Since 2001, Experimental Sound Studio has been commissioning composers and artists to create sound pieces for the Fern Room through its unique Florasonic sound installation series. This year, we are revisiting some of the past projects with a nine-month retrospective. Each month, you can hear a different artist’s work enlivening the soundscape of the Fern Room.
Calls & Songs (2005)
What you'll hear in the Fern Room is the composition Calls & Songs by composer and musical instrument builder Hal Rammel. It was composed using sounds from the Sound Palette, an instrument designed and built by Hal in the 1990s. Its wooden timbres reflect the materiality of many of the plants in the Fern Room, and the phrases that were recorded, edited, and combined to create the composition reflect the thick, interwoven fabric of unique sounds—the constantly shifting calls, songs, and chatter of birds, insects, and animals—that populate the audio landscape of the natural world all around us.
Fern Room, Lincoln Park Conservatory
2391 N. Stockton Drive
Calls and Songs (2005)
A composition based on the delicate textures of Hal’s unique self-made wooden instruments.
A synthesized interplay of the natural and the artificial.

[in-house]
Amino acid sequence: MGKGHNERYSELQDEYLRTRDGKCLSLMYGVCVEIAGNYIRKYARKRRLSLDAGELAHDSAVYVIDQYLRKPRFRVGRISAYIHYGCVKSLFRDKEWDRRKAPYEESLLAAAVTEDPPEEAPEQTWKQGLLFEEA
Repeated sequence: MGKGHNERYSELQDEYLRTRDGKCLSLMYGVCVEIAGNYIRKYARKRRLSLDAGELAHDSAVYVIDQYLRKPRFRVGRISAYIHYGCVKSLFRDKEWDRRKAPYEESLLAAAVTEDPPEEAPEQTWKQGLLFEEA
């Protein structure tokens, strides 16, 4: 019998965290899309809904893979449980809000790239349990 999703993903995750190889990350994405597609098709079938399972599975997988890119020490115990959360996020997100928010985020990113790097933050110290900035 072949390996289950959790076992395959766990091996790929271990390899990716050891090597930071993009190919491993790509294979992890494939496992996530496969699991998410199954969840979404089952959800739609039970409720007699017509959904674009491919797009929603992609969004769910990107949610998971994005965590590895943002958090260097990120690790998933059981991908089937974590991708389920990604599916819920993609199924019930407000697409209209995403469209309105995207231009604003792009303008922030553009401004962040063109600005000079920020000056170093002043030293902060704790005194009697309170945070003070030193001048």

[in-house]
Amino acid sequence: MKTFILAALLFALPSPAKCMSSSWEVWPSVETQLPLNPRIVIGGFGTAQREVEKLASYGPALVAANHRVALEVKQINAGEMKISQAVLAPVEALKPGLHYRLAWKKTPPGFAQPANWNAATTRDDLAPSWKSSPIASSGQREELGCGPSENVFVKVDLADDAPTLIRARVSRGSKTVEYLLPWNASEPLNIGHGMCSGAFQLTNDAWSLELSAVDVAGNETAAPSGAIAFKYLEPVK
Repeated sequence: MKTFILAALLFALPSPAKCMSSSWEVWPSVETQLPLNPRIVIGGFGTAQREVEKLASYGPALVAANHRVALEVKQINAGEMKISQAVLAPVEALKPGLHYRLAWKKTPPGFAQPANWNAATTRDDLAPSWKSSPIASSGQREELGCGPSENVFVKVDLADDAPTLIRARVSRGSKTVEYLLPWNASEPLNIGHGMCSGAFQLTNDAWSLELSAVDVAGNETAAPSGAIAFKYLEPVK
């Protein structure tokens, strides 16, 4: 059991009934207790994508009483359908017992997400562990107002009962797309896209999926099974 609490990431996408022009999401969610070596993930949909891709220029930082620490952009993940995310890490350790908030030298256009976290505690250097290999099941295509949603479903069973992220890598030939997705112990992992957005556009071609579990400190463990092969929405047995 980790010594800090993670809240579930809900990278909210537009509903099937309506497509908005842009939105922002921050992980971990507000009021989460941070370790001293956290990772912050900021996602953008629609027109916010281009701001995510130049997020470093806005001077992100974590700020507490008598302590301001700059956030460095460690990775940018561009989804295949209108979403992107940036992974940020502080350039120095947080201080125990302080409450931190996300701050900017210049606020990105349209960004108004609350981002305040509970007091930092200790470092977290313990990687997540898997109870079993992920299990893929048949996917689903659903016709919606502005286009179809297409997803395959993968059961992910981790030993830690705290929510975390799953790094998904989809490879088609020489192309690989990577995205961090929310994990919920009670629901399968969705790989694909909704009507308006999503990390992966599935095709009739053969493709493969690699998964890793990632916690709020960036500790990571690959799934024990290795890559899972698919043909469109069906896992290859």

A musical homage to Shona artists and their ancestors.
A playful interaction between real and synthetic insects.
Norman W. Long:
Electro-Acoustic Dubcology III (2009)
Remixing the sounds of the local neighborhood.
Index Filicum (2011)
A catalog of plants transformed for the ear.
Michael Zerang & Mazen Kerbaj:
Fifth Pythia of Deir el Qamar (2006)
An exploration of the inner mysteries of musical instruments.
Annie Feldmeier-Adams w/ Steven Hess:
A memorial to Lincoln Park’s former life as a cemetery.
Fern Room (2001)
Using the forms of the ferns as diagrams to transform electronic sounds.
Florasonic is a unique program that commissions composers and artists to make new site-specific music and audio art installations for the Fern Room of the Lincoln Park Conservatory, a turn-of-the-century greenhouse. Curated by ESS Executive Director Lou Mallozzi, Florasonic presents each project for three to five months, visited by an estimated 500 to 1,000 people each day.